Home

How to work with memory management in Objective-C

Working in Objective-C, unlike on the desktop, memory resources can be quite scarce on your favorite mobile platform. which makes it very important to not only guess but actually understand how to manage your memory within your application and code to ensure that the iOS does not 'kill' your application.

The iPhone cannot rely on garbage collection, something prevalent on desktop Objective-C. and indeed in most other object-oriented languages. You instead use reference counting which means you need to consciously be aware of who owns what object, when it should be alive and when it should die. Sounds kinda cruel huh?


OK, so working with objects, you own an object by manually instantiating it with either an alloc and then init. You an also use initWithSomething, which is a convenience method. The code would look like something below:

1
2
3
4
//first type
NSArray *anArray = [[NSArray alloc] init];
//convenience method
NSString *aString = [[NSString alloc] stringWithFormat:@"something..%d.", anumber];

 

 Instantiating using alloc and init, you are responsible for releasing the memory you have just allocated (that is, you just created a retaining count of 1) using the alloc, so you will also have to release it when you are done with it later, to give it a retain count of 0. The second example above would auto-release your object, so you don't manually release it as the object retain count would go below 0 and in fact go into -1.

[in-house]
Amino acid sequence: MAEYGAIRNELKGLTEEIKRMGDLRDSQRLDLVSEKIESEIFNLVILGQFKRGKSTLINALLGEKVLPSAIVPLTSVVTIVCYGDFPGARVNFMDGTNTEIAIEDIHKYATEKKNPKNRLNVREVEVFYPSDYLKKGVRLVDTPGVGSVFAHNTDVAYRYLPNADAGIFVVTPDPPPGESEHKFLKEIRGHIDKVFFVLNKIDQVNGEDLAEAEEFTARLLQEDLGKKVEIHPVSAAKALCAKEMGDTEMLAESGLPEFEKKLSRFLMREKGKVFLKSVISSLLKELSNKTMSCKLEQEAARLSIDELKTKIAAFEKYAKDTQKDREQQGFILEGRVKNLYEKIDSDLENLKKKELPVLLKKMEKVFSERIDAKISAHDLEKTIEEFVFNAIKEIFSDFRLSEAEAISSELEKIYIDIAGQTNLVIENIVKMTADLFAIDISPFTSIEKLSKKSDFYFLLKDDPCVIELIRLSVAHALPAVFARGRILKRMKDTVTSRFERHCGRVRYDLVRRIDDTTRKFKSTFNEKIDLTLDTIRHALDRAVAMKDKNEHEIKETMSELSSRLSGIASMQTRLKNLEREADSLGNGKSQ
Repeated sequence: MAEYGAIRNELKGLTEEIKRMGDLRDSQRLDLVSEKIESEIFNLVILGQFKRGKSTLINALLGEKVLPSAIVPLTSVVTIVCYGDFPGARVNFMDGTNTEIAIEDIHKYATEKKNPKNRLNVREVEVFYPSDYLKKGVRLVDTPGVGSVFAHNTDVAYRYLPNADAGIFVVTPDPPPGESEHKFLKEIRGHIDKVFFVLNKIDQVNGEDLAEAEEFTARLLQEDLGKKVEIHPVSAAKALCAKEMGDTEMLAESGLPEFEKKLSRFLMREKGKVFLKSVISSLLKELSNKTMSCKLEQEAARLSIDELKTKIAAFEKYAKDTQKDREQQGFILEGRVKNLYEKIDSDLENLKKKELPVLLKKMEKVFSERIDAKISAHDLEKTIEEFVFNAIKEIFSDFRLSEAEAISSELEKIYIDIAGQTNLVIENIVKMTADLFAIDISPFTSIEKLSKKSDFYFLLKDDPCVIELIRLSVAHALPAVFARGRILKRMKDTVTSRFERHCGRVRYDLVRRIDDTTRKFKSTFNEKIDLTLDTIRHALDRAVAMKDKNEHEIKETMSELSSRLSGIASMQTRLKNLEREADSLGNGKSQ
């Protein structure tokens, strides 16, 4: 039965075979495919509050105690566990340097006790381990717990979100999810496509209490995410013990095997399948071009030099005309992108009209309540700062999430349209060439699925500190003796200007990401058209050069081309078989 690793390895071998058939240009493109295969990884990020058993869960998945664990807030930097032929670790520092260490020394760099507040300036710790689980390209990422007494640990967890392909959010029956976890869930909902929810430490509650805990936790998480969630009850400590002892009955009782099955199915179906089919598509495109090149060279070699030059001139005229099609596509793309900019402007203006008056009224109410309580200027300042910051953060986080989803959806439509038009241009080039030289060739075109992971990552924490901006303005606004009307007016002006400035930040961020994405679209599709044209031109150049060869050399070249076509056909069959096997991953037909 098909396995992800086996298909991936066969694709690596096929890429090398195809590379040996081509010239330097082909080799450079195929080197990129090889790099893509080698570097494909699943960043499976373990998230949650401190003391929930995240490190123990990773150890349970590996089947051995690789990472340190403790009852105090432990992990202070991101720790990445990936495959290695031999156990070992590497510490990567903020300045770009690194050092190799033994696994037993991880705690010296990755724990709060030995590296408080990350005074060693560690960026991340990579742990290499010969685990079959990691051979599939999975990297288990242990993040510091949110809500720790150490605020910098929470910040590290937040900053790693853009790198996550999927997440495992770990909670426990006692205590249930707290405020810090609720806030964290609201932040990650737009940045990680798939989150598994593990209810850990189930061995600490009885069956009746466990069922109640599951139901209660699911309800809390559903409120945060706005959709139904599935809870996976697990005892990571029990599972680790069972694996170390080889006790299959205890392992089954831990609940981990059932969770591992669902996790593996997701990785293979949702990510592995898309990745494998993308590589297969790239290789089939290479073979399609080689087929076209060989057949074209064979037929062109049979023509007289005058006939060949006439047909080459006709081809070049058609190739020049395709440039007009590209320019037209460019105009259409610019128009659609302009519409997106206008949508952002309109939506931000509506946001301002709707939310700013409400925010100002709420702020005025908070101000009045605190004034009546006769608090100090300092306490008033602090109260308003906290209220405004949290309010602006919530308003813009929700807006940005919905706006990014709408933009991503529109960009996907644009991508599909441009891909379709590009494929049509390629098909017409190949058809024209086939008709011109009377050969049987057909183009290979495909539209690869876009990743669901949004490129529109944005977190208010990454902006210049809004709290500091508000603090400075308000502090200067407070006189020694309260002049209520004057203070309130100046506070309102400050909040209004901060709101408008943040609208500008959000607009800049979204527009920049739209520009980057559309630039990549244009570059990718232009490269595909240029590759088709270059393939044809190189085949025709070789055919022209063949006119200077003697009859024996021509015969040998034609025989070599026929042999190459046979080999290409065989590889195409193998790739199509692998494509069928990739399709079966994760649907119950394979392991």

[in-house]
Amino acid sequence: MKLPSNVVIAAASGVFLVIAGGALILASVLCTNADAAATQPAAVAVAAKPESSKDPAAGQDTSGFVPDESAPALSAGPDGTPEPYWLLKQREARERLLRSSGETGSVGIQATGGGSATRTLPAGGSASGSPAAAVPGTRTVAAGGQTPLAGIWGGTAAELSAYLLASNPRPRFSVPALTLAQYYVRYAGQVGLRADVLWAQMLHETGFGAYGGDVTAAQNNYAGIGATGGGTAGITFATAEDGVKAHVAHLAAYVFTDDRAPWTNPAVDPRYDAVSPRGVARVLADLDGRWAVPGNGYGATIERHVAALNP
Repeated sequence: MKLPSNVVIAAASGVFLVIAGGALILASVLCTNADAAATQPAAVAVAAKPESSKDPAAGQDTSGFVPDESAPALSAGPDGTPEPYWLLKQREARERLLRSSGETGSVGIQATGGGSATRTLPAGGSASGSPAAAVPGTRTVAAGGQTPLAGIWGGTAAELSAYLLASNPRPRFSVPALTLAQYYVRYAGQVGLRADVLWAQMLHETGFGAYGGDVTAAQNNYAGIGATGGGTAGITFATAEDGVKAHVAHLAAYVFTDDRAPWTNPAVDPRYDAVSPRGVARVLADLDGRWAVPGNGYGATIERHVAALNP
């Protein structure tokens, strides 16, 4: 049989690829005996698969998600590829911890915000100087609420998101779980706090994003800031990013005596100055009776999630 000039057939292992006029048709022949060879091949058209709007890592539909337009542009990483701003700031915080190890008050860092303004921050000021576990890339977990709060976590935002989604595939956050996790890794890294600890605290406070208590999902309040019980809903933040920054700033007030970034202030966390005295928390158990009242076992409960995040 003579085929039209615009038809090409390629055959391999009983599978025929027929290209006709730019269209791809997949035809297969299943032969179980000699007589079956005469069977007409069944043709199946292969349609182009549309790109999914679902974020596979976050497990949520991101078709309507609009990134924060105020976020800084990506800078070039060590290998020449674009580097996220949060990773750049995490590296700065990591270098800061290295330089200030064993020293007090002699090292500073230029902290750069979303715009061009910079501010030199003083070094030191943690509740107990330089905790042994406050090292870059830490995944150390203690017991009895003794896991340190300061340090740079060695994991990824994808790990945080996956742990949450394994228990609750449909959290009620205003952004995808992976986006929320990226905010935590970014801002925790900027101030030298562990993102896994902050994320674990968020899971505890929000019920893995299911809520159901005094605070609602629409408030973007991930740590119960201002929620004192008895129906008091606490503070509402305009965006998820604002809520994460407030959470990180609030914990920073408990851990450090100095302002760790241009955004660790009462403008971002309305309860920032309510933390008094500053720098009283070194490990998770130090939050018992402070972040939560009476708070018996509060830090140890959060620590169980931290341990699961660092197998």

Working with Autorelease pool, you defer releasing the object until a later stage, relieving you of the responsibilities of releasing it and assigning the framework the responsibility of releasing it an an appropriate time. 
 
1
2
3
4
5
6
7
8
int main(void) {
    NSAutoreleasePool *pool;
    pool = [[NSAutoreleasePool alloc] init];
    NSString *string;
    string = [[[NSString alloc] init] autorelease];
    /* use the string */
    [pool drain];
}
 

The problem with autorelease pool is that you should not use it unless you need it , so due diligence is required. Your application's memory 
 
 
Your Job
- alloc
- copy
- retain

Not Your Job

- convenience (stringWithFormat etc)
 
usage would increase as autorelease isn't precise and efficient in memory management, so its always better for the programmer who knows when the object is needed to manually manage it. So in summation it is your duty to release an object based on the following scenarios:
Another thing to remember is that if your object is sitting within a delegate of another object, you need to make sure you set the object delegate property to nil before you call release, to ensure no ghost referencing occurs. 
The dealloc section in your code should override the super, so you don't call dealloc directly but
place the objects you want to release in the dealloc method. 
 
1
2
3
4
5
6
7
-(void) dealloc {
    [first release];
    [last release];
    [email release];
    [super dealloc];
}

 
You also have an opportunity to respond to memory warnings, and let you know that you have one chance to reduce your memory usage before the application will get killed by iOS. You place such code in the didReceiveMemoryWarningmethod, which is where you release any large blocks of memory.